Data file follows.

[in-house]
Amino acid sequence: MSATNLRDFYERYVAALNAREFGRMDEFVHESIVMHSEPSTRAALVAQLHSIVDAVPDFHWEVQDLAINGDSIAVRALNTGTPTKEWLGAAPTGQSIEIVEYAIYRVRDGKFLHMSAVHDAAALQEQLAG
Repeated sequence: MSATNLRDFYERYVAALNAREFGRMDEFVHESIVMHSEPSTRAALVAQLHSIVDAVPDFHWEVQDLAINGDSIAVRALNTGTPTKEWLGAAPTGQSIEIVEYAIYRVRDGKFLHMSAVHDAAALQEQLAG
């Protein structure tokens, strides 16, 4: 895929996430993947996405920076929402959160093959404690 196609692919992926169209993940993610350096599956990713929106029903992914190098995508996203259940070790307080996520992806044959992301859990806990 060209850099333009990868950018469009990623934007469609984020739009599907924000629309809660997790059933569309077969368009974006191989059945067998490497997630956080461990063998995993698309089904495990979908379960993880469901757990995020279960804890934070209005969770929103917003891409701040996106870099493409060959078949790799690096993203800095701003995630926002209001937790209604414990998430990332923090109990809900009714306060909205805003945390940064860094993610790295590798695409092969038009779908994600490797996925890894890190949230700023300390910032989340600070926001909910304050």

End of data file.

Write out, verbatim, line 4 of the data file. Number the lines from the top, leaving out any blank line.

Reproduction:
């Protein structure tokens, strides 16, 4: 895929996430993947996405920076929402959160093959404690 196609692919992926169209993940993610350096599956990713929106029903992914190098995508996203259940070790307080996520992806044959992301859990806990 060209850099333009990868950018469009990623934007469609984020739009599907924000629309809660997790059933569309077969368009974006191989059945067998490497997630956080461990063998995993698309089904495990979908379960993880469901757990995020279960804890934070209005969770929103917003891409701040996106870099493409060959078949790799690096993203800095701003995630926002209001937790209604414990998430990332923090109990809900009714306060909205805003945390940064860094993610790295590798695409092969038009779908994600490797996925890894890190949230700023300390910032989340600070926001909910304050």